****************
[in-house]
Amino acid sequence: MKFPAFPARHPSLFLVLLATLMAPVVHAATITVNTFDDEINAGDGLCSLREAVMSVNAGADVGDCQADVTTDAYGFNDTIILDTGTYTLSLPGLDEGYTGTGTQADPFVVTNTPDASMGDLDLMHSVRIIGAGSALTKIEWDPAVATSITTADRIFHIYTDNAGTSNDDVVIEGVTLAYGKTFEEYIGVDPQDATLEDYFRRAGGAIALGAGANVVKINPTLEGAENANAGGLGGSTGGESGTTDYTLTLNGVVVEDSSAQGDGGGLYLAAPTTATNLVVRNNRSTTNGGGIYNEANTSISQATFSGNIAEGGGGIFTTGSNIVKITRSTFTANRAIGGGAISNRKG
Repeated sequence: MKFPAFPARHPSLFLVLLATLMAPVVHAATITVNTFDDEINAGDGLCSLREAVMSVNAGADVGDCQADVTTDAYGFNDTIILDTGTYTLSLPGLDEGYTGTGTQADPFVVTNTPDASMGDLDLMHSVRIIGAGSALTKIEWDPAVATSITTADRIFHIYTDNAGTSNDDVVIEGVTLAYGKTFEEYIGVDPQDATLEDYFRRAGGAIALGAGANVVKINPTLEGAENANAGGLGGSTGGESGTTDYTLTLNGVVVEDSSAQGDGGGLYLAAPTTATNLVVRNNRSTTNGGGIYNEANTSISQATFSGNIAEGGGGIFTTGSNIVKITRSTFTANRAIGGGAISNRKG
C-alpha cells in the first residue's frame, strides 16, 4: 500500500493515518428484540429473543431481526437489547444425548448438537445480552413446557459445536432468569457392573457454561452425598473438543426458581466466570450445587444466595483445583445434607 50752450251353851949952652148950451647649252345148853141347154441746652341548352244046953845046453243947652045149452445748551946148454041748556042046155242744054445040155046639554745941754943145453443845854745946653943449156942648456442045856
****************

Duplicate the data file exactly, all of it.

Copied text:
[in-house]
Amino acid sequence: MKFPAFPARHPSLFLVLLATLMAPVVHAATITVNTFDDEINAGDGLCSLREAVMSVNAGADVGDCQADVTTDAYGFNDTIILDTGTYTLSLPGLDEGYTGTGTQADPFVVTNTPDASMGDLDLMHSVRIIGAGSALTKIEWDPAVATSITTADRIFHIYTDNAGTSNDDVVIEGVTLAYGKTFEEYIGVDPQDATLEDYFRRAGGAIALGAGANVVKINPTLEGAENANAGGLGGSTGGESGTTDYTLTLNGVVVEDSSAQGDGGGLYLAAPTTATNLVVRNNRSTTNGGGIYNEANTSISQATFSGNIAEGGGGIFTTGSNIVKITRSTFTANRAIGGGAISNRKG
Repeated sequence: MKFPAFPARHPSLFLVLLATLMAPVVHAATITVNTFDDEINAGDGLCSLREAVMSVNAGADVGDCQADVTTDAYGFNDTIILDTGTYTLSLPGLDEGYTGTGTQADPFVVTNTPDASMGDLDLMHSVRIIGAGSALTKIEWDPAVATSITTADRIFHIYTDNAGTSNDDVVIEGVTLAYGKTFEEYIGVDPQDATLEDYFRRAGGAIALGAGANVVKINPTLEGAENANAGGLGGSTGGESGTTDYTLTLNGVVVEDSSAQGDGGGLYLAAPTTATNLVVRNNRSTTNGGGIYNEANTSISQATFSGNIAEGGGGIFTTGSNIVKITRSTFTANRAIGGGAISNRKG
C-alpha cells in the first residue's frame, strides 16, 4: 500500500493515518428484540429473543431481526437489547444425548448438537445480552413446557459445536432468569457392573457454561452425598473438543426458581466466570450445587444466595483445583445434607 50752450251353851949952652148950451647649252345148853141347154441746652341548352244046953845046453243947652045149452445748551946148454041748556042046155242744054445040155046639554745941754943145453443845854745946653943449156942648456442045856